Former England batsman Owais Shah, who moves about a lot in his crease, is the kind of player Narine finds difficult to bowl at. At Eden Gardens in April, Shah came in to bat for the Rajasthan Royals against KKR after a solid half-century against Mumbai Indians a couple of days before. “He is pretty hard to bowl at because he is not stable at the crease,” Narine says. His game plan was to not give Shah any room, and to bowl as close to the wicket as possible. It worked and Shah was stumped when he charged down against one that left him.
Two days later Narine took a five-for against Kings XI Punjab at the same ground, including Adam Gilchrist and Shaun Marsh in quick succession. Marsh, one of the best Twenty20 batsmen around, was bowled by a knuckle ball that came in through the gate.
Narine’s favourite wicket of the season so far, though, has been that of Sachin Tendulkar – who was bowled by a sharp offbreak that cramped him for room as he tried to cut it.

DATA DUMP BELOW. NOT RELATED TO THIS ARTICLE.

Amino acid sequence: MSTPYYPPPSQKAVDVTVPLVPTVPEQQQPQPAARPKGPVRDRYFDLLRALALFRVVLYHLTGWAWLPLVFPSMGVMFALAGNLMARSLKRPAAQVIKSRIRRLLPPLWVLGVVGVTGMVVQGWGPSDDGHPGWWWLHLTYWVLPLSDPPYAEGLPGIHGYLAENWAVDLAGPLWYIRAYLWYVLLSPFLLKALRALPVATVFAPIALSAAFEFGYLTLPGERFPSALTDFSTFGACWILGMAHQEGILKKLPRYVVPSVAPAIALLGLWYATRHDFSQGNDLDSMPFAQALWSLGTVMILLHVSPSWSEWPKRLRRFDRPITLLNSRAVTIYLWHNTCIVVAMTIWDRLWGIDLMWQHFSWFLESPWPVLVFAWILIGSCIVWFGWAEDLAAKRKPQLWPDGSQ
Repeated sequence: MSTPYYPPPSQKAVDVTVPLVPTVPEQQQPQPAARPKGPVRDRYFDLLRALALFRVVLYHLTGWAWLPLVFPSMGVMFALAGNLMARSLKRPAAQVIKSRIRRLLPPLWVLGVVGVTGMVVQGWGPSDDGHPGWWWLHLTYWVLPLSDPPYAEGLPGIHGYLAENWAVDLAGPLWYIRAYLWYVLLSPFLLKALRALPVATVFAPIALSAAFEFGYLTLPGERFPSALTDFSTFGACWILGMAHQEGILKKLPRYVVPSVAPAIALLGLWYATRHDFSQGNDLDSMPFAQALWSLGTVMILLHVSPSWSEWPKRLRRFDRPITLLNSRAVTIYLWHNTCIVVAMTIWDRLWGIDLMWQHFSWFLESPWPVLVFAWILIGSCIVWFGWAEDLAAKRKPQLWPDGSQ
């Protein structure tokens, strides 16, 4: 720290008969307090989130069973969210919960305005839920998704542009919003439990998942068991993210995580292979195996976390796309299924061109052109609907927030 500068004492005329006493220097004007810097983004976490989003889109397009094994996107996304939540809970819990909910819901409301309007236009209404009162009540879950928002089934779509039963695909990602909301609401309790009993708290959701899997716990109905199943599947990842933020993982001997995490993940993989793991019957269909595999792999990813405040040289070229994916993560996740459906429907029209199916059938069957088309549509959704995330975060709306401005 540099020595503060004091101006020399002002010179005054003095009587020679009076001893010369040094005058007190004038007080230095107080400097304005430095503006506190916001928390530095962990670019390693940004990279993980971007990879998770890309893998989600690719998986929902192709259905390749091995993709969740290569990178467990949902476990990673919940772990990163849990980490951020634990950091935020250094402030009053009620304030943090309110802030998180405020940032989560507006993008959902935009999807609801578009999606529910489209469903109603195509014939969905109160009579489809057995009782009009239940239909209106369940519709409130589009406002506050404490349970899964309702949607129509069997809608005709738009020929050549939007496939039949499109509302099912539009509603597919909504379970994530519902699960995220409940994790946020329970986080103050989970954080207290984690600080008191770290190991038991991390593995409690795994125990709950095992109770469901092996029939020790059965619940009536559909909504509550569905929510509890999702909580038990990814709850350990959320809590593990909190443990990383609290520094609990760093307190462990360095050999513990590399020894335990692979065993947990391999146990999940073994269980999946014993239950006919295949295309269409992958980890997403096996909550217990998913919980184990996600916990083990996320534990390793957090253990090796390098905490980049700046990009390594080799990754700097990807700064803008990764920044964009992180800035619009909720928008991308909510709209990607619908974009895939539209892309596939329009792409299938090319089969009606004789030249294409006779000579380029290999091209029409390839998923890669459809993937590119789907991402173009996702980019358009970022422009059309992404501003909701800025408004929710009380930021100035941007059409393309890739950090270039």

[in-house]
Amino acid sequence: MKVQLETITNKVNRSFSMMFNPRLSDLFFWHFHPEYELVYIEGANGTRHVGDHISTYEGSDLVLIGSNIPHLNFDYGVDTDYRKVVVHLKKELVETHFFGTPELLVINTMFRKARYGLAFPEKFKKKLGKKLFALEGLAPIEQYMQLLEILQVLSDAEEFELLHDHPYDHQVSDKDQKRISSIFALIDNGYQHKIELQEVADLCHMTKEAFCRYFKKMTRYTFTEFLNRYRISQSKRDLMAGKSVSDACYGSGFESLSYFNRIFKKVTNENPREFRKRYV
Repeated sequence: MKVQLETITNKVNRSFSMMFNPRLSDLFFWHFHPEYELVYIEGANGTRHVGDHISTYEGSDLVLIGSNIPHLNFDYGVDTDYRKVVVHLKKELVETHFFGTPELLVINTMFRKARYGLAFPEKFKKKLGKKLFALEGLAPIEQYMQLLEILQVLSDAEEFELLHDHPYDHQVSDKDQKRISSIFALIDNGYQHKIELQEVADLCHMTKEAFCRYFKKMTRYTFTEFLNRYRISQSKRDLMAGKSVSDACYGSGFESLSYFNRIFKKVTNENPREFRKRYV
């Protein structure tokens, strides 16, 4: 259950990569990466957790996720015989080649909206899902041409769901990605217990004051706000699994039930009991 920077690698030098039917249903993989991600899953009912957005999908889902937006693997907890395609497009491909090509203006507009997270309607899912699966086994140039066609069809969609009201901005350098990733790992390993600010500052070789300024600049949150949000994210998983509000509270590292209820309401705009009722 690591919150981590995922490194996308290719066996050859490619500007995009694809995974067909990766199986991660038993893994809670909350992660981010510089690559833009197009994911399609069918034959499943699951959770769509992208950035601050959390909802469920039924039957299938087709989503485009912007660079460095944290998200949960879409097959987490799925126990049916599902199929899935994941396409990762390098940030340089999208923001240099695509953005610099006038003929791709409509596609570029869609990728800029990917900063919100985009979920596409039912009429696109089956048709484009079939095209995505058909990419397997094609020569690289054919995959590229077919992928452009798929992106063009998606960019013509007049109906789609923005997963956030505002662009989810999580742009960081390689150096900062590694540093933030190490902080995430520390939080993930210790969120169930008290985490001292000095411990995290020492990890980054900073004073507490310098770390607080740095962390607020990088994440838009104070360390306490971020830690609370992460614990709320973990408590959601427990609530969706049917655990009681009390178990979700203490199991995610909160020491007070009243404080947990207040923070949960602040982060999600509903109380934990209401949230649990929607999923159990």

Hungry for the big game: Narine may have bowled only 81.5 overs in international cricket but he has left a mark there as well. As the Australians, the No. 1 ODI team in the world, found out recently, in particular Matthew Wade, who Narine got three times in 20 deliveries for just two runs in the series in the Caribbean.
Narine’s strength is his consistency, Pollard points out. “The way he analyses situations and batsmen, and if you watched his pitch map in the Australia series, the percentage in one area was very good.” Pollard thinks Narine is learning quickly to adapt, knowing that teams will work him out in international cricket over a period of time. “He will try to keep one step ahead and he will work hard as he is a humble human being.”